Nine space-age designs have been revealed as the winners of the Moontopia competition, which asked architects and designers to visualise life on the moon.
Entrants to the Moontopia competition were asked to draw up plans for a self-sufficient lunar colony for living, working, researching and space tourism.
One winner and eight runners up were selected from hundreds of proposals submitted to the competition, which was organised by architecture and design magazine Eleven, and ran from August to November 2016.
See the nine top entries to the Moontopia competition, selected by a jury of NASA designers, space-architects, academics and the editorial team at Eleven:
Test Lab by Monika Lipinska, Laura Nadine Olivier and Inci Lize Ogun
The winning project involves the gradual colonisation of the moon through 3D printing and self assembly.
The carbon-fibre structures, based on origami, would be assembled by astronauts in the projects initial stages, with the chance for space tourism as the colony becomes more established.
Momentum Virium by Sergio Bianchi, Jonghak Kim, Simone Fracasso, Alejandro Jorge Velazco Ramirez
The runner-up in the competition proposes a habitat that could be used to investigate and exploit the moon’s resources without damaging them.
Rather than building directly on the moon’s surface, instead the habitat would be tethered to it by a cable and orbit around it.
Modulpia by Alessandro Giorgi, Cai Feng, Siyuan PanEsteban Analuiza
Voted as the people’s choice award through an online vote, Modulpia is a modular settlement designed for ease of construction and assembly.
The settlement would be organised in phases, with a factory installed first, and followed by research laboratories and accommodation for researchers.
Platinum City by Sean Thomas Allen
Given the first of six honourable mentions in the competition, this proposal provides homes for up to 3,000 “post-human moon citizens”.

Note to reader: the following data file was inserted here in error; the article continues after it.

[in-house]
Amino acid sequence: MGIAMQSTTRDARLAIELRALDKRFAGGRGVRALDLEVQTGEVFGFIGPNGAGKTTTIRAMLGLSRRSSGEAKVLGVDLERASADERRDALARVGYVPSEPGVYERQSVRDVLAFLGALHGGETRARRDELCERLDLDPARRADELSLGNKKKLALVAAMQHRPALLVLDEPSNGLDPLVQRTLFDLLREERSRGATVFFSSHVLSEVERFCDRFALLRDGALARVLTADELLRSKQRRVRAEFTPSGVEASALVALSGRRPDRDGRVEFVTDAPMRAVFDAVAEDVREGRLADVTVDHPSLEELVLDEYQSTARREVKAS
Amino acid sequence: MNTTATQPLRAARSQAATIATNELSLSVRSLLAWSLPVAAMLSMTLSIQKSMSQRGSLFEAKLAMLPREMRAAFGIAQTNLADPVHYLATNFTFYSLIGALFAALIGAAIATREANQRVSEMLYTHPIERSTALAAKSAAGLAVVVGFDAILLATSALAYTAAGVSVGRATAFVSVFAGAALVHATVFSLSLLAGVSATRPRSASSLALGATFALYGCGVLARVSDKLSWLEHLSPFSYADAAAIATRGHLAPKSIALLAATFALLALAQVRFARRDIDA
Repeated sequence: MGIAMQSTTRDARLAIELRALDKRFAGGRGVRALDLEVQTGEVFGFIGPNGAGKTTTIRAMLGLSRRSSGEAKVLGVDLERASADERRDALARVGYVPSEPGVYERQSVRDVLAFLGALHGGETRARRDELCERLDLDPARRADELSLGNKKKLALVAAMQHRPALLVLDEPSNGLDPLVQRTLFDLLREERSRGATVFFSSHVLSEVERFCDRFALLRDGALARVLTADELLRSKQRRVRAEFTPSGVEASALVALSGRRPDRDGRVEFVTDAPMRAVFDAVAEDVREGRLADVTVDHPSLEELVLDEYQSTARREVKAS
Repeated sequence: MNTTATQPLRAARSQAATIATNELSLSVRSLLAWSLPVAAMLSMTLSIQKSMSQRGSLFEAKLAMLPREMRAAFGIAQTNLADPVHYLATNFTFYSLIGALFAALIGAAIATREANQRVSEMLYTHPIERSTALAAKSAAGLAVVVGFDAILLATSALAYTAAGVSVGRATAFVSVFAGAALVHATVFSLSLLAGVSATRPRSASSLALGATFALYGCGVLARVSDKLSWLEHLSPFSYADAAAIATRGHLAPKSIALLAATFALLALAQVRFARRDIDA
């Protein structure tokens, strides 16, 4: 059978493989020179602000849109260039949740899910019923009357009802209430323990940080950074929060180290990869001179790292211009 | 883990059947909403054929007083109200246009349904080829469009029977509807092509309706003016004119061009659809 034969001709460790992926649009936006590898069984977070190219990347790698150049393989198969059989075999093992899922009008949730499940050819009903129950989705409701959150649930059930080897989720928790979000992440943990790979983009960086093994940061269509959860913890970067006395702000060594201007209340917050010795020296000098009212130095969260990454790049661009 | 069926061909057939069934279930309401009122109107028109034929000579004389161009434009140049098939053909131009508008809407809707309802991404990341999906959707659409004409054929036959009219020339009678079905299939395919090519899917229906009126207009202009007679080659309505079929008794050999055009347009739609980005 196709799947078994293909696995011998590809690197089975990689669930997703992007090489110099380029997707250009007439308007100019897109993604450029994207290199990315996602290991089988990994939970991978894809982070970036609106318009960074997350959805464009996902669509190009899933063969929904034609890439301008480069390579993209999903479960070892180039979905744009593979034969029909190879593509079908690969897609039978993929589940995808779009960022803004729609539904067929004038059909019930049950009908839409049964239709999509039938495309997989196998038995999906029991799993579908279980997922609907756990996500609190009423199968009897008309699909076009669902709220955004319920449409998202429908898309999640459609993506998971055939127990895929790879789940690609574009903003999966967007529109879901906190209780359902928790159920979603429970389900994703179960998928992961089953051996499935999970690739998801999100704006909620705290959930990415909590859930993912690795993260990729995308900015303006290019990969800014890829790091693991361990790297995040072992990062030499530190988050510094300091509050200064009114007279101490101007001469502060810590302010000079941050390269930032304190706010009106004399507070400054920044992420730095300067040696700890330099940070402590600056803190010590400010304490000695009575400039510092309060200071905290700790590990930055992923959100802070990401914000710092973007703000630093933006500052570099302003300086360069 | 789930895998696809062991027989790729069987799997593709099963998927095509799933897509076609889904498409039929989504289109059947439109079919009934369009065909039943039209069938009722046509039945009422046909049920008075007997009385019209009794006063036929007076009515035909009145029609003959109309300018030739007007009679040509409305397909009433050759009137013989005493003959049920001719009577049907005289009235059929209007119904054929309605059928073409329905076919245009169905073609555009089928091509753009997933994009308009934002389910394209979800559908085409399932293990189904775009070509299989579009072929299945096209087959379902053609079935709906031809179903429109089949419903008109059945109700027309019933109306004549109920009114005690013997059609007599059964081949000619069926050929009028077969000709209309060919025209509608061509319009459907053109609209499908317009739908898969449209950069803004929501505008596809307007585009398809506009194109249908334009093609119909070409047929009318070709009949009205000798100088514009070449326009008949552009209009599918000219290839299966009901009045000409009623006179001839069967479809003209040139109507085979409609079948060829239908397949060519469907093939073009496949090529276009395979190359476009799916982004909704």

The habit would support the first post-human industry of asteroid mining, as well as space tourism.
Upside Down by Ryan Tung Wai Yin, Ho Wing Tsit Teresina, Joshua Ho
The second honourable mention went to Upside Down, a concept for interplanetary exploration and subsequent colonisation.
Using the moon as a test site to gather experience and resources, inhabitants would then move to colonies on Mars.
Womb by Prapatsorn Sukkaset, Saran Chamroonkul
Honourable mention number three, Womb, imagines the moon as a place of contemplation and sanctuary from the materialistic planet Earth.
Here, people live in bubbles rather than houses, and float from place to place.
Looking through the Moon Eye by Yiling Chu, Yao Ding, Yan-Fei Jiang, Hui Tian
The fourth mention was handed out to a plan to build communities within the moon’s craters. Protective covers would help to fend off asteroids, but also host observation telescopes.
Lunar Oasis by Edward Chew
The fifth project, Lunar Oasis, is based on a hypothetical scenario that takes place 140 years after man’s first landing on the moon in 2110.
In this third wave of the moon’s human colonisation, an oasis would created in response to people’s wellbeing in relation to the built environment.
The Aerosphere by Stephanie Stiers
The final award went to the smallest habitat submitted to the competition. The Aerosphere focuses on space tourism, facilitating short-term trips of one lunar day in a transparent sphere.
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